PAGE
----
“The books about Ninna (this is the third one) are both poetic and philosophical at the same time as being deeply grounded in the everyday.
Ninna’s thoughts jump freely between difficult existential questions, cool flashing shoes and pony games. It’s totally believable and with a clear child’s perspective. In Ninna and the Storm School, Ninna is about to start school. It’s all very important and nerveracking. And at the same time everything feels almost normal? Her fellow students are just regular children, the schoolmistress is an old man, and then it’s time for break. Matilda Ruta’s colourful imagery is recognisable for its dramatic watercolour skies filled to the brim with atmosphere, a list of well-drawn characters that come in a multitude of guises without this needing to be remarked on. Some have darker skin, some glasses, some have two daddies and some have a skateboard. Just like in real life.”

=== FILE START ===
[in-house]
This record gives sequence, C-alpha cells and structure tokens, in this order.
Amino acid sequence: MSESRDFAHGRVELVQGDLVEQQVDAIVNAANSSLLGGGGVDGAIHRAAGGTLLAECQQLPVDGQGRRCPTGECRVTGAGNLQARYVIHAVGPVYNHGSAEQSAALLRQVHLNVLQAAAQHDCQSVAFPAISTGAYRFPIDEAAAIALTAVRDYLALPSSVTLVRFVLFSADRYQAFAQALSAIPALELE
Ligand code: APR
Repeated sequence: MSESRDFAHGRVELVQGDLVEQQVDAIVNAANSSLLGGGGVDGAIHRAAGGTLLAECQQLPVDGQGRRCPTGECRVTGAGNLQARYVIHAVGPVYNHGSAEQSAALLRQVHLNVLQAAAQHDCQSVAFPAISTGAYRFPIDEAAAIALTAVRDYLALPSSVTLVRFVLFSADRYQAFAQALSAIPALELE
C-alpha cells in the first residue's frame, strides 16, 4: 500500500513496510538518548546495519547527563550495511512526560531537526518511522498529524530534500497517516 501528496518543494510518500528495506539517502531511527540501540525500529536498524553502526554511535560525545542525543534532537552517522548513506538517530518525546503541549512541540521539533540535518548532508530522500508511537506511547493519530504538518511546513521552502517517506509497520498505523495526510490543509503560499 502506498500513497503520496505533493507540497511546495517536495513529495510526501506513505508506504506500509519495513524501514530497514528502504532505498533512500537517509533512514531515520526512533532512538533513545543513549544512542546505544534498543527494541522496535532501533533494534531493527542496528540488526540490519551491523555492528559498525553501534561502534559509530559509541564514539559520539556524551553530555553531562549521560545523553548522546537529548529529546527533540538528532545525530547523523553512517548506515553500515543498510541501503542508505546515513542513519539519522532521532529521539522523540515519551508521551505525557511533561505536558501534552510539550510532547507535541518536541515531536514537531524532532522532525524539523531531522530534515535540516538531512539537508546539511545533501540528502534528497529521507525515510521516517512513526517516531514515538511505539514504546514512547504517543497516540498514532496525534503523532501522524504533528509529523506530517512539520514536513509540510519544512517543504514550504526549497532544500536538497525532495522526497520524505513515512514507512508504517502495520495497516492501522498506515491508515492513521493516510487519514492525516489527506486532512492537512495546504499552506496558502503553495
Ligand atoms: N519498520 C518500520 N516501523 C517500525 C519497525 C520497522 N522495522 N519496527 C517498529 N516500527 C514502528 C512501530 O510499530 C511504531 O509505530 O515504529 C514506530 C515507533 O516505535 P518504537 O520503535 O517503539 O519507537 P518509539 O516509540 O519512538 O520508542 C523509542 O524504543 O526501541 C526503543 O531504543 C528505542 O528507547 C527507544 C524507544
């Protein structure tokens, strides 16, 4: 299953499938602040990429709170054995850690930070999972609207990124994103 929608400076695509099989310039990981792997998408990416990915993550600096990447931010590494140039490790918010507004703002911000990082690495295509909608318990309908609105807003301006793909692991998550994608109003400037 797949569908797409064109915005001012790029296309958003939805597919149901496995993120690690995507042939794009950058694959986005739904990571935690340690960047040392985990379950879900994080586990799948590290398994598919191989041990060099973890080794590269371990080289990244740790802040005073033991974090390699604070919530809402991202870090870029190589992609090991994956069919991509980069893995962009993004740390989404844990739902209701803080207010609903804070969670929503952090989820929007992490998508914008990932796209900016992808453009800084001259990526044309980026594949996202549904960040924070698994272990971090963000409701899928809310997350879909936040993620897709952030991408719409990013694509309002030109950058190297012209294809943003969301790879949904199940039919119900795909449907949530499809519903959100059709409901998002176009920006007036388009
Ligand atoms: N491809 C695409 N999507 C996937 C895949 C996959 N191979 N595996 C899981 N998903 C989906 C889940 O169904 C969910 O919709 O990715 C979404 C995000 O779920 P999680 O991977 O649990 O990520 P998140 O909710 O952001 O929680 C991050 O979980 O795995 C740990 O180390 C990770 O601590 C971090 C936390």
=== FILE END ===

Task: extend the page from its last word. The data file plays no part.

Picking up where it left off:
“When you start school you become a schoolchild. Schoolchildren count letters and write down numbers. They know what fish eat and can throw pebbles that bounce on the water. ‘When we start school we’ll play together every single break,’ your best friend might say. But how can you really promise that?”